Mumbai (IANS) Finally waking up to the growing instances of man-animal conflict in Maharashtra, the state government has set up a Special Committee to enact a law to provide proper compensation to the victims, besides ensuring conservation and safety of animals in the wild, a top official said.
The Special Committee will examine the severe impact on farmers and farm workers due to the terror of wild animals in civilian areas adjoining forests and submit its recommendations to frame a regulatory mechanism and a suitable law.
The proposal for having a regulatory mechanism and bringing a law for payment of suitable compensation to the farmers and farm labourers has been under discussion after tigress Avni (T1) was shot in Yavatmal on November 2, 2018.
“Following the Supreme Court orders, the decision to capture or to eliminate Avni (T1) tigress came after she allegedly killed 13 villagers in and around her prowl area in the Pandharkawada forests of the district. There are many similar instances across Maharashtra and the rest of India,” the Special Committee’s Coordinating Member, Vinod Tiwari, who pushed the idea, told IANS.
He is also the Member-Law of the Maharashtra Water Resources Regulatory Authority (MWRRA) and a well-known political-legal activist.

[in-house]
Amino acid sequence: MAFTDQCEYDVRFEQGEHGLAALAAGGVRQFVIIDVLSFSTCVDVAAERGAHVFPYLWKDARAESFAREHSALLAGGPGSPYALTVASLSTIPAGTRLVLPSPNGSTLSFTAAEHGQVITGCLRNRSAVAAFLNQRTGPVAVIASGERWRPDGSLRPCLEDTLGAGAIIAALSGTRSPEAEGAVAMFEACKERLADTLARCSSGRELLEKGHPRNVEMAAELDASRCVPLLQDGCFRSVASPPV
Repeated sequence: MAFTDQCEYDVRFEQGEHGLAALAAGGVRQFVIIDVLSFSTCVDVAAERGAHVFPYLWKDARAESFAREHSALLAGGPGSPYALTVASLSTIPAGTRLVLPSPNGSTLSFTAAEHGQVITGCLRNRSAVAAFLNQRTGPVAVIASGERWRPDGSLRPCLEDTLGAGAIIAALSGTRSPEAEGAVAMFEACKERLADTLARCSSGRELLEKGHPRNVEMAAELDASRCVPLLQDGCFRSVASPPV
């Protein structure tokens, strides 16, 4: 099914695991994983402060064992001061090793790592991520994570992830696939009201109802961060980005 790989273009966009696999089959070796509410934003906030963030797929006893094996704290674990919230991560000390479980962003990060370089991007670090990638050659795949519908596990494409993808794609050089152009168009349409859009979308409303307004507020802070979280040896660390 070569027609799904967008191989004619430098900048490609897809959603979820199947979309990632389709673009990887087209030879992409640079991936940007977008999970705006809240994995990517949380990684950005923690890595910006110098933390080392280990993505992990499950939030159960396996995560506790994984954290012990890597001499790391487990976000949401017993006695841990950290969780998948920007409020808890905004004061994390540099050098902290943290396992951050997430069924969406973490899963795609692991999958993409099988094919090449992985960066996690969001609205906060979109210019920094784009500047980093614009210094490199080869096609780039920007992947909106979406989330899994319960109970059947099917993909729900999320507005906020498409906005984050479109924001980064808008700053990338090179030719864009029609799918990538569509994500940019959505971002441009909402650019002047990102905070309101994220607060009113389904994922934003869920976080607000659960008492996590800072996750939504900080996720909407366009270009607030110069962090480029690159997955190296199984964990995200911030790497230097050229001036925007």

On January 25, a leopard created mayhem in Nashik’s thickly populated Gangapur locality and injured at least four persons before it was captured and released into the forests.
Even a concrete jungle like Mumbai has regularly witnessed conflicts with leopards from the Sanjay Gandhi National Park (SGNP). On February 20, a leopard spent half-a-day in a mall in Thane before it was captured.
“Presently, the economic losses accrued due to the direct-indirect ‘terror attacks’ by wild creatures on humans and their properties has been treated casually with no proper regulatory mechanism to assess and award compensation, medicare or rehabilitation of the victims, besides ensuring there are no repeat incidents,” Tiwari explained.
The Committee will study laws worldwide. At the Yellowstone National Park in the US, the world’s first official national park, compensation to farmers and locals proved to be a successful conservation policy against attacks by wolves.
The challenges in India are very different, said Tiwari.
“As the conflicts increase, there is growing animosity among humans here when wild creatures enter civilian habitats and the animals, once perceived to be a part of nature, are now perceived as ‘property of the forests’ and a threat to people,” said Tiwari.
Citing official records, Tiwari said that between 2009-2015, hardly 0.1-8.0 per cent of the affected farmers received some form of compensation, though it is perceived that at least 90 per cent of the farmers in the buffer zones suffered some or other type of losses.
“The aim is to finalise and submit the report recommending attractive compensation-cum-rehabilitation package policy, create a proper mechanism to assess and quantify the actual short-term and long-term damages, besides taking care that conservation efforts are not hampered in any manner,” Tiwari said.